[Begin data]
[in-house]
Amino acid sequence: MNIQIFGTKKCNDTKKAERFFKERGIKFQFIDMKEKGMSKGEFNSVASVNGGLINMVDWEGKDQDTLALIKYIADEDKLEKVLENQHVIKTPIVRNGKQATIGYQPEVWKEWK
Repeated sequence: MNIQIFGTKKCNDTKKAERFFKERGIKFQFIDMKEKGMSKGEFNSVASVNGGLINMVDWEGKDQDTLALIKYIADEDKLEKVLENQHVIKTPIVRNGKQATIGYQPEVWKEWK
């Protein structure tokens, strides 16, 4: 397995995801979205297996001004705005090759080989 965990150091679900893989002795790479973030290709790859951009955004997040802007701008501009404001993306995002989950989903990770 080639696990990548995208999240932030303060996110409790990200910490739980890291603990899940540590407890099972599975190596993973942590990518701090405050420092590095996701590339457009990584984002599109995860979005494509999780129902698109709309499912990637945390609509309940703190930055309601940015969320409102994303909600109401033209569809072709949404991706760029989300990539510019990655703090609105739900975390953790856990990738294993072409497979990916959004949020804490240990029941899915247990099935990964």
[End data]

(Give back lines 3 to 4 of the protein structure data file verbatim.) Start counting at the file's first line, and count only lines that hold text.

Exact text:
Repeated sequence: MNIQIFGTKKCNDTKKAERFFKERGIKFQFIDMKEKGMSKGEFNSVASVNGGLINMVDWEGKDQDTLALIKYIADEDKLEKVLENQHVIKTPIVRNGKQATIGYQPEVWKEWK
């Protein structure tokens, strides 16, 4: 397995995801979205297996001004705005090759080989 965990150091679900893989002795790479973030290709790859951009955004997040802007701008501009404001993306995002989950989903990770 080639696990990548995208999240932030303060996110409790990200910490739980890291603990899940540590407890099972599975190596993973942590990518701090405050420092590095996701590339457009990584984002599109995860979005494509999780129902698109709309499912990637945390609509309940703190930055309601940015969320409102994303909600109401033209569809072709949404991706760029989300990539510019990655703090609105739900975390953790856990990738294993072409497979990916959004949020804490240990029941899915247990099935990964």